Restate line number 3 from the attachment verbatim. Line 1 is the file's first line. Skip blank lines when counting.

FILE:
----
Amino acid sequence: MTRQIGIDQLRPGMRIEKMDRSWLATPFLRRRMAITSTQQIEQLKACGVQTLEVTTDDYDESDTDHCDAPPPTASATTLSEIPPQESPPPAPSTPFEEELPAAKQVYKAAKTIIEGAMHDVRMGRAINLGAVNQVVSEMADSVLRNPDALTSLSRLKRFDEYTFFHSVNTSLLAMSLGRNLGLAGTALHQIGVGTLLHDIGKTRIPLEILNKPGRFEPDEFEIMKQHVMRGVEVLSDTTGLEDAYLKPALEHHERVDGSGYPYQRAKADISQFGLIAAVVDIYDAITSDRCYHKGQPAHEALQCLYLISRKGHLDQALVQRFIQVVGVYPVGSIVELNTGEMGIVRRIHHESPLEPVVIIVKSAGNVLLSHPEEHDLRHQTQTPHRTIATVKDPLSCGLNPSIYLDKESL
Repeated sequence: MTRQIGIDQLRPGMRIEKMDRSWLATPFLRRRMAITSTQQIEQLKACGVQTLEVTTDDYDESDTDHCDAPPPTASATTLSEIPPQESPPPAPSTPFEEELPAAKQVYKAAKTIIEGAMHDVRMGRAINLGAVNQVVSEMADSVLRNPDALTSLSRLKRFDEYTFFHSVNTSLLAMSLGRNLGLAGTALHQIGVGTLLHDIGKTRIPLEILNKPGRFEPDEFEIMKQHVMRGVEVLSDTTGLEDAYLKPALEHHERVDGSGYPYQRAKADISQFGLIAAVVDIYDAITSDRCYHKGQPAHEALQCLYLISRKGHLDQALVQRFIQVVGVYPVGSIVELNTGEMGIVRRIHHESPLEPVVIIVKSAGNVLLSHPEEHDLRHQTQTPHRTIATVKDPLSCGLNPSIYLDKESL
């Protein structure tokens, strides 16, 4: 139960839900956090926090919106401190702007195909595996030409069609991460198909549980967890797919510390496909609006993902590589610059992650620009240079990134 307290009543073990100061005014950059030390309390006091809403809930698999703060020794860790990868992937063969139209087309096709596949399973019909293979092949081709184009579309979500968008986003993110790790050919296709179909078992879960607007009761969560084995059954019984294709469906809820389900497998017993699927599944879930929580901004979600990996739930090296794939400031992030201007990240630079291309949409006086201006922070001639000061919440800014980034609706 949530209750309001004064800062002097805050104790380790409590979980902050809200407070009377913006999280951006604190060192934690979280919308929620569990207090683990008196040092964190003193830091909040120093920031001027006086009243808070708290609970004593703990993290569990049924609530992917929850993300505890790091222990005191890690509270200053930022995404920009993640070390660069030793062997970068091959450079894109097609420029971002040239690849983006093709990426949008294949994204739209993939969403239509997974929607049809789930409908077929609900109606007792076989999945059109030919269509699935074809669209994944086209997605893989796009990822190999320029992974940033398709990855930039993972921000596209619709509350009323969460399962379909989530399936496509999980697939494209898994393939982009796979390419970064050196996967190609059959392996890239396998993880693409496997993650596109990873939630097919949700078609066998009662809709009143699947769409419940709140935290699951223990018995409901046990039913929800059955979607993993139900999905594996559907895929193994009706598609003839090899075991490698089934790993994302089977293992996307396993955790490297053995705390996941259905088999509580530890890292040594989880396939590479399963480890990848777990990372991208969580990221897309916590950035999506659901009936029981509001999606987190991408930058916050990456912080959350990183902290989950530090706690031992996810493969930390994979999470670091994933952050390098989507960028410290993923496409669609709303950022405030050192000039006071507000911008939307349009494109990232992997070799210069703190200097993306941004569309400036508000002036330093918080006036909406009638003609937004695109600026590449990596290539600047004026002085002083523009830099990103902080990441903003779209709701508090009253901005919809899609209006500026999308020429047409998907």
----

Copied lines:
């Protein structure tokens, strides 16, 4: 139960839900956090926090919106401190702007195909595996030409069609991460198909549980967890797919510390496909609006993902590589610059992650620009240079990134 307290009543073990100061005014950059030390309390006091809403809930698999703060020794860790990868992937063969139209087309096709596949399973019909293979092949081709184009579309979500968008986003993110790790050919296709179909078992879960607007009761969560084995059954019984294709469906809820389900497998017993699927599944879930929580901004979600990996739930090296794939400031992030201007990240630079291309949409006086201006922070001639000061919440800014980034609706 949530209750309001004064800062002097805050104790380790409590979980902050809200407070009377913006999280951006604190060192934690979280919308929620569990207090683990008196040092964190003193830091909040120093920031001027006086009243808070708290609970004593703990993290569990049924609530992917929850993300505890790091222990005191890690509270200053930022995404920009993640070390660069030793062997970068091959450079894109097609420029971002040239690849983006093709990426949008294949994204739209993939969403239509997974929607049809789930409908077929609900109606007792076989999945059109030919269509699935074809669209994944086209997605893989796009990822190999320029992974940033398709990855930039993972921000596209619709509350009323969460399962379909989530399936496509999980697939494209898994393939982009796979390419970064050196996967190609059959392996890239396998993880693409496997993650596109990873939630097919949700078609066998009662809709009143699947769409419940709140935290699951223990018995409901046990039913929800059955979607993993139900999905594996559907895929193994009706598609003839090899075991490698089934790993994302089977293992996307396993955790490297053995705390996941259905088999509580530890890292040594989880396939590479399963480890990848777990990372991208969580990221897309916590950035999506659901009936029981509001999606987190991408930058916050990456912080959350990183902290989950530090706690031992996810493969930390994979999470670091994933952050390098989507960028410290993923496409669609709303950022405030050192000039006071507000911008939307349009494109990232992997070799210069703190200097993306941004569309400036508000002036330093918080006036909406009638003609937004695109600026590449990596290539600047004026002085002083523009830099990103902080990441903003779209709701508090009253901005919809899609209006500026999308020429047409998907």